These data are available only to users at ICPSR member institutions. Because you are not logged in, we cannot verify that you will be able to download these data.
Reif, Karlheinz, and George Cunningham. CENTRAL AND EASTERN EURO-BAROMETER 3: POLITICAL DISINTEGRATION, OCTOBER-NOVEMBER 1992. ICPSR06106-v2. Conducted by Gallup International (Europe), London. Mannheim, Germany: Zentrum fur Europaische Umfrageanalysen und Studien/Cologne, Germany: Zentralarchiv fur Empirische Sozialforschung [producers], 2003. Cologne, Germany: Zentralarchiv fur Empirische Sozialforschung/Ann Arbor, MI: Inter-university Consortium for Political and Social Research [distributors], 2005-05-23. http://doi.org/10.3886/ICPSR06106.v2
Persistent URL: http://doi.org/10.3886/ICPSR06106.v2
Scope of Study
Subject Terms: democracy, economic conditions, economic integration, economic reform, European Economic Community, European Union, human rights, international alliances, political attitudes, political awareness, political change, political reform, privatization, public opinion, quality of life, social attitudes, social change
Geographic Coverage: Albania, Armenia, Belarus, Bulgaria, Czech Republic, Estonia, Europe, Georgia (Republic), Hungary, Latvia, Lithuania, Macedonia, Moldova, Poland, Romania, Russia, Slovenia, Ukraine, Global
Date of Collection:
Universe: Citizens of 17 Central and Eastern European countries, aged 15 and over, residing in Albania, Armenia, Belarus, Bulgaria, Czechoslovakia, Estonia, Georgia, Hungary, Latvia, Lithuania, Macedonia, Moldova, Poland, Romania, Russia (west of the Urals), Slovenia, and Ukraine.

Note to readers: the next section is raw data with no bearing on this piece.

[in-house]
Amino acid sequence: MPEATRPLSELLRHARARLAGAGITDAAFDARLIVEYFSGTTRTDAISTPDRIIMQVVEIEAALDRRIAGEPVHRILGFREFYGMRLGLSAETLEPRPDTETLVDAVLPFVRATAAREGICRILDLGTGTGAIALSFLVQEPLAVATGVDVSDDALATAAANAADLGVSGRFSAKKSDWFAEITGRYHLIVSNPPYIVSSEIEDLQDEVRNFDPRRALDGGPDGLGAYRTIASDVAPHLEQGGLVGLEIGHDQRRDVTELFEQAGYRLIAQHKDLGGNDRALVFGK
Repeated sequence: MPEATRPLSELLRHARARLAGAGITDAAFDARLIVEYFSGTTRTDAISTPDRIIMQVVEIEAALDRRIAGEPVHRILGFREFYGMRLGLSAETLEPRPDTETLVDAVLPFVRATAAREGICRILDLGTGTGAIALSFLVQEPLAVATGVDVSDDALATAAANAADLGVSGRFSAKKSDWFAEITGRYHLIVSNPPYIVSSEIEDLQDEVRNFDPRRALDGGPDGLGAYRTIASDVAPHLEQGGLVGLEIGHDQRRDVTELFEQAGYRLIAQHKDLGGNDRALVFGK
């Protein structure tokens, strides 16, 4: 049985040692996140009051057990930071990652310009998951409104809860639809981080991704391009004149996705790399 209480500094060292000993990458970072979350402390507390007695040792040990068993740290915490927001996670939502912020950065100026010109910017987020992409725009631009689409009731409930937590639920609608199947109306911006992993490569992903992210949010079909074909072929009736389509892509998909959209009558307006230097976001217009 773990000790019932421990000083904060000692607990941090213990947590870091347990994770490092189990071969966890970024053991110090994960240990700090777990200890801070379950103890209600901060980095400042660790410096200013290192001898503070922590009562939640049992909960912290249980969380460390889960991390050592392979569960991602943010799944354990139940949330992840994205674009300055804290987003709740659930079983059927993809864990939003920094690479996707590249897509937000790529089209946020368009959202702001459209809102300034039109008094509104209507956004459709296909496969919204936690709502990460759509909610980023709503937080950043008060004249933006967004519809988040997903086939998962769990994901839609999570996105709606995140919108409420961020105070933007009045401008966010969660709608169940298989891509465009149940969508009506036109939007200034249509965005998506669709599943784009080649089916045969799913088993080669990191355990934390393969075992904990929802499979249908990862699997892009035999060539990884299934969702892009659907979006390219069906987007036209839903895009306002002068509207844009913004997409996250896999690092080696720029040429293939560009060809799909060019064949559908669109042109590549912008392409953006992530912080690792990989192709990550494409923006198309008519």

Data Types: survey data
Sample: Multistage national probability samples and national stratified quota samples. In Armenia, Georgia, and Moldova, some areas could not be covered by the survey due to hostilities. The Northeast, Vaik, and Zangezur were not surveyed in Armenia, resulting in 90 percent coverage of that country. In Georgia, 90 percent of the area was surveyed, including 68 percent of Abkhazia. The Transdnistria area of Moldova was also omitted from the survey due to fighting, resulting in just 82 percent of that country being covered. In each of these cases, the final sample was representative of that portion of the country that could be covered.
Mode of Data Collection: face-to-face interview
Original ICPSR Release: 1994-10-20
- 2005-05-23 This data collection has been reformatted and updated in conformance with current Eurobarometer processing standards. Many variable names, variable labels, and value labels have been revised to current naming conventions. Some combined variables have been broken out into several variables. Revised SAS and SPSS setup files and an updated documentation file are now available as well.
- 2002-03-07 A complete version of the questionnaire is now available as part of the PDF codebook.
Related Publications (?)
- List all ~11 citations associated with this study
- View citations for the entire series
Most Recent Publications
- Citations exports are provided above.
Export Study-level metadata (does not include variable-level metadata)
If you're looking for collection-level metadata rather than an individual metadata record, please visit our Metadata Records page.